Only thing going for you at the moment is sleep and unfortunately you've already slept most of the previous day, so it will probley be another eight hours lying in bed before you can sleep again.

It used to be work was a good distraction for depression. Waiting tables required a great deal of organization in a short period of time. Your mind became focused and distractions pushed to the side. You could take pride in the fact that in the past you could spend most of the entire day hiding in the basement but were still able to do your job. That took discipline! But work now mostly entailed greet deal of anxiety, panic attacks, screwed up orders and confusion when stairing at the register with all its multicolored buttons. This all seems odd because you've been doing the job for eight years; it all was second nature. So lying in bed you're no longer concerned that you're supposed to be to work later in the day. You'd like to work. You know it's the responsible thing to do, but you can't get out of bed. How absurd!

Where did you go wrong? You're a thinking man. You try to act prudently and rationally. You have even organized you life specifically to avoid incidents like this. You make decisions based on the anxiety and stress they might cause you. You drop out of law school because you couldn't take the pressure. You probably shouldn't have even applied, but you know other people were under the same pressure. It was rational to think you're no different than any one else. If they can take it you can take it. But on the second night you have an anxiety attack, and you know you'll never sleep again unless you do something, so you quit, it was the logical thing to do.

You found a job that was both enjoyable and offered flexibility around your moods. You explore art and writing as a outlet for your depression. You don't let yourself desire anything you can't afford. You leave your options open. You resolve conflicts and stressful situation quickly by any means. You think positively. You repeatedly tell yourself and others how great things are. You keep busy and don't linger on depressing thoughts. Above all you avoid relationships. Better still you don't date at all because it may become that vat of acid which will eat through your porous skin. Boy you're smart!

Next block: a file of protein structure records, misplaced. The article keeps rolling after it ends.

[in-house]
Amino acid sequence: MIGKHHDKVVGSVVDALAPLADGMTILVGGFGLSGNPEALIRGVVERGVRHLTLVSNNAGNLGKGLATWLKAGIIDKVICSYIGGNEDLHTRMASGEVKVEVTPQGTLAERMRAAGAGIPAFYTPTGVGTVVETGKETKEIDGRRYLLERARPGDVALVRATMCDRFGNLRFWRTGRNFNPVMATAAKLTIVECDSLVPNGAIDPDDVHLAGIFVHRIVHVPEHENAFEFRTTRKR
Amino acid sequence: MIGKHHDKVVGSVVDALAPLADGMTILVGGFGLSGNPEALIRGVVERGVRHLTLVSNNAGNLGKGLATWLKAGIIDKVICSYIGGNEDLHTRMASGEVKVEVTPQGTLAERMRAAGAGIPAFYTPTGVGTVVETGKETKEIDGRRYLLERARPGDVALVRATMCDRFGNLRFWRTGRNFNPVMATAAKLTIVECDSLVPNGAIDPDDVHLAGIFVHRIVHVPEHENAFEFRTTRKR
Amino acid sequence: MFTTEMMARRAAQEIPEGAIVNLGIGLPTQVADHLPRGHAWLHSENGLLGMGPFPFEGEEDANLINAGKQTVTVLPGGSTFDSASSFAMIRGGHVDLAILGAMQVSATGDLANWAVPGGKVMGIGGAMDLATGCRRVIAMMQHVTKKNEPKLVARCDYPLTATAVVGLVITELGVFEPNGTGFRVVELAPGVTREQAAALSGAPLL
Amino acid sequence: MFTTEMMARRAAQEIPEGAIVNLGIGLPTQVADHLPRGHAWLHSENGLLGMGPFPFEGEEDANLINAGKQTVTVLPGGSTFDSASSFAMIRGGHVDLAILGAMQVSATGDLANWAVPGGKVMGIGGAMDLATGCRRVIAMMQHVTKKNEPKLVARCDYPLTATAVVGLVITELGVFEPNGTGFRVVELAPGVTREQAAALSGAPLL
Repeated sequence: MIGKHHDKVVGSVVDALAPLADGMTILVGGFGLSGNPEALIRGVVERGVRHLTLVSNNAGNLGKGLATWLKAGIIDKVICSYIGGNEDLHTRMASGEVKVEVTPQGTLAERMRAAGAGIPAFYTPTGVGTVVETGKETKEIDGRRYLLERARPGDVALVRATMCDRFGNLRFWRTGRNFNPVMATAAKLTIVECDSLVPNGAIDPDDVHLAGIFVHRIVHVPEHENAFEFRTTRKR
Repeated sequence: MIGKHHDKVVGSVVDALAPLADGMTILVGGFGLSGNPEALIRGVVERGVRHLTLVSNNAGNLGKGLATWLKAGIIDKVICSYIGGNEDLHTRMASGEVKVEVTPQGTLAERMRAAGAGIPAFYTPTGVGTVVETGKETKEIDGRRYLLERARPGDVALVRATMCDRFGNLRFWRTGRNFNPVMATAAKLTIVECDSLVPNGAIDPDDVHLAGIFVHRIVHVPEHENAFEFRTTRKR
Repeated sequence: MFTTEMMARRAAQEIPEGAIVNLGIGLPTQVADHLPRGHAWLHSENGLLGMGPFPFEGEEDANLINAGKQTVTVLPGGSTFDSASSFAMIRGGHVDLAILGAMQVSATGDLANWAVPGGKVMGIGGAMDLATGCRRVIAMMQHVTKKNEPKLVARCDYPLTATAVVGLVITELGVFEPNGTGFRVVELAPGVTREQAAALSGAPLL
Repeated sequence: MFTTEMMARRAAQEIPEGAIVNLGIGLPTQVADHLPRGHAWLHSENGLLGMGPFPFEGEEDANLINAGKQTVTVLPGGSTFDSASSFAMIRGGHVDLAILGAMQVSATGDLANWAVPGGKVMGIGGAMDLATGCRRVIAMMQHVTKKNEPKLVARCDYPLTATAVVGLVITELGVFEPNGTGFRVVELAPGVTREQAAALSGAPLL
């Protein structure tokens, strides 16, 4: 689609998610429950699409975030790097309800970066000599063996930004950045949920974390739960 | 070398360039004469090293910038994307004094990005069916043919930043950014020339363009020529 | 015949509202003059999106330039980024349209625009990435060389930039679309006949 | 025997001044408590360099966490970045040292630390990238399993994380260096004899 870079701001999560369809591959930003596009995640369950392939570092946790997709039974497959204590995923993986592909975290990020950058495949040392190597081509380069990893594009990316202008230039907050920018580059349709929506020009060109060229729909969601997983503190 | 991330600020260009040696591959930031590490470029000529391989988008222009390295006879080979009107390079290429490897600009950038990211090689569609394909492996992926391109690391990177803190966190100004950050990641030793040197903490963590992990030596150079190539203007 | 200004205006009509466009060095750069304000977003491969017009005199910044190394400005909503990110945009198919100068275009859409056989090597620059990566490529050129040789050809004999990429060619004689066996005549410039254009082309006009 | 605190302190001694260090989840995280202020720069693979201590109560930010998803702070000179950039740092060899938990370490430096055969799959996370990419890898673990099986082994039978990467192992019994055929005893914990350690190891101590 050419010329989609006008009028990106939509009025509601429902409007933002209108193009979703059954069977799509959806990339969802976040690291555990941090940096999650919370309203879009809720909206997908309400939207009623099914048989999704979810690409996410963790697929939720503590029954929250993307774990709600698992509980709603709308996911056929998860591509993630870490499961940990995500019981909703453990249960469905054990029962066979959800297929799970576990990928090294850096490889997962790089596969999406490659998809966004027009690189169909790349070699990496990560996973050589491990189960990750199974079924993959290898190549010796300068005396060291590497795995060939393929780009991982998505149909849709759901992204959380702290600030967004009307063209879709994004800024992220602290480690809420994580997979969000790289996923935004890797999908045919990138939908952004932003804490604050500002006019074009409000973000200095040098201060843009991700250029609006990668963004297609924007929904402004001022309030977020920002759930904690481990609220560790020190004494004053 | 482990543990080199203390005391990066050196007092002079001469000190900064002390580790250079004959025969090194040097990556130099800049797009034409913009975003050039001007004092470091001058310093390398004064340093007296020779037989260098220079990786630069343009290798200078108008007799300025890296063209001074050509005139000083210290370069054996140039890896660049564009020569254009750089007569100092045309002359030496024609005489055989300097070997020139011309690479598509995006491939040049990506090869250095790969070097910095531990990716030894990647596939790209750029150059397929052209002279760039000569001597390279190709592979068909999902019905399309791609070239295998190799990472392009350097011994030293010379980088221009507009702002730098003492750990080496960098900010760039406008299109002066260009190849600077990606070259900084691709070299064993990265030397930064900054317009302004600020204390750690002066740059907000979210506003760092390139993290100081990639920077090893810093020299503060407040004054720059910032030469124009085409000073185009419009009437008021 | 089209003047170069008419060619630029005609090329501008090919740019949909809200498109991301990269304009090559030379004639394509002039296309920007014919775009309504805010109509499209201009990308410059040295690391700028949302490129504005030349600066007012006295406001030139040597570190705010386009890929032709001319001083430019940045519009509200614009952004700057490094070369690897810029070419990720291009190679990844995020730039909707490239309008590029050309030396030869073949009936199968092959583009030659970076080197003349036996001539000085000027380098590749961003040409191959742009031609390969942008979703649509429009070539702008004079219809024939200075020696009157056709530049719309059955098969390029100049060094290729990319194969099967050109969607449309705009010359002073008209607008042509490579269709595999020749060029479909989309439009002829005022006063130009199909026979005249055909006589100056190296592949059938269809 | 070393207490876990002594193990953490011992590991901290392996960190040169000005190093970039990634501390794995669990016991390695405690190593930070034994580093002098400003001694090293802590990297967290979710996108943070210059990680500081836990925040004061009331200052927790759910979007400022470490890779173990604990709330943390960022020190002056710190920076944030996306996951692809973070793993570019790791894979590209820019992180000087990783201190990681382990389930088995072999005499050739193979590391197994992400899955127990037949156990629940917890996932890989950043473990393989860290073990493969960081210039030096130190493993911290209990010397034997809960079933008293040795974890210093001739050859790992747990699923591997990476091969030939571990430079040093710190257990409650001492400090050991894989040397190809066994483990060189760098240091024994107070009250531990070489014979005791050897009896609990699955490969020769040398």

This must have been where your friend David screwed up. He got married. Had a couple of kids. Bought a house. Beautiful family and hell of a guy. One day his wife finds a note, "Honey, don't bother trying to find me. I will tie myself in a bag with a cement block weighing it down to the bottom of the Mississippi. I'm sorry."

It didn't really seem to make sense at the time. Maybe he had money problems? Could he have been feeling some great guilt over something he had done? Was he secretly unhappy with his life? Nobody could come up with a reason that seemed to make sense. But we all had that terrible image of being pulled down into the dark Mississippi. Instinctively, you struggle upward against the pull of the feed sack, kicking and tearing, while your lungs fill with water…

Images have scared you. Yours and others. Deep wounds that linger under a thin layer of skin. You don't notice them when everything's going well. The wounds seemed healed. Life is truly rosy, and you're fooled into thinking you're in complete control of your outlook and you'll never let yourself get that way again. Unfortunately, the depression was just dormant for the moment, and you are blissfully unaware how depression is dictating your life.

Like a fool when the depression comes back your first response is to conceal it. Sure you've learned it's impossible to completely hide your moods. People know. You can try really hard to act like everything's well, but people see through it and they'll tell you so. But you've also learned you can control who sees your moods and when. So you hide or even run away from people to a place where you can wait out the depression. Sure you know sitting alone with nothing but your old scars to keep you company isn't healthy, you know it can be deadly, but you've reached your most pathetic point as a human being and at least you can be comforted that no one's watching.